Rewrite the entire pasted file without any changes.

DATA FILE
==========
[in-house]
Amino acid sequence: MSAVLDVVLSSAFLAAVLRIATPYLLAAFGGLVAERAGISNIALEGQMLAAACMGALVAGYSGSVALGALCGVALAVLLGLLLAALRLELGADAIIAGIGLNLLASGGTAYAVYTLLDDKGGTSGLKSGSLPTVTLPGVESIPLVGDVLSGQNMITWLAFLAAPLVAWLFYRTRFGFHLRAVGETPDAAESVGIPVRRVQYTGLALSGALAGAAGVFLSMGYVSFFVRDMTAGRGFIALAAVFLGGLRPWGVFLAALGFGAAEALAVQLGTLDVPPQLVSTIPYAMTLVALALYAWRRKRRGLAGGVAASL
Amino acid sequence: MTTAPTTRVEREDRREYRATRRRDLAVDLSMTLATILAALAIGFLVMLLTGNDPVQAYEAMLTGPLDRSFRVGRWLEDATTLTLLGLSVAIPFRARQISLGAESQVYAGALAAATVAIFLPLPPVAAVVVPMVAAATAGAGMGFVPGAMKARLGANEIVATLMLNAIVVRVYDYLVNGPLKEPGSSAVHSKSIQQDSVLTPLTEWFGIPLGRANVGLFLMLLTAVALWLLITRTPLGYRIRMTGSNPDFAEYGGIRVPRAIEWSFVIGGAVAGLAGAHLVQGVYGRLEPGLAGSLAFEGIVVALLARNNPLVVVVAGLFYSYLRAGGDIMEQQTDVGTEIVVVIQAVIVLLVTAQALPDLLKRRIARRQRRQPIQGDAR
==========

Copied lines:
[in-house]
Amino acid sequence: MSAVLDVVLSSAFLAAVLRIATPYLLAAFGGLVAERAGISNIALEGQMLAAACMGALVAGYSGSVALGALCGVALAVLLGLLLAALRLELGADAIIAGIGLNLLASGGTAYAVYTLLDDKGGTSGLKSGSLPTVTLPGVESIPLVGDVLSGQNMITWLAFLAAPLVAWLFYRTRFGFHLRAVGETPDAAESVGIPVRRVQYTGLALSGALAGAAGVFLSMGYVSFFVRDMTAGRGFIALAAVFLGGLRPWGVFLAALGFGAAEALAVQLGTLDVPPQLVSTIPYAMTLVALALYAWRRKRRGLAGGVAASL
Amino acid sequence: MTTAPTTRVEREDRREYRATRRRDLAVDLSMTLATILAALAIGFLVMLLTGNDPVQAYEAMLTGPLDRSFRVGRWLEDATTLTLLGLSVAIPFRARQISLGAESQVYAGALAAATVAIFLPLPPVAAVVVPMVAAATAGAGMGFVPGAMKARLGANEIVATLMLNAIVVRVYDYLVNGPLKEPGSSAVHSKSIQQDSVLTPLTEWFGIPLGRANVGLFLMLLTAVALWLLITRTPLGYRIRMTGSNPDFAEYGGIRVPRAIEWSFVIGGAVAGLAGAHLVQGVYGRLEPGLAGSLAFEGIVVALLARNNPLVVVVAGLFYSYLRAGGDIMEQQTDVGTEIVVVIQAVIVLLVTAQALPDLLKRRIARRQRRQPIQGDAR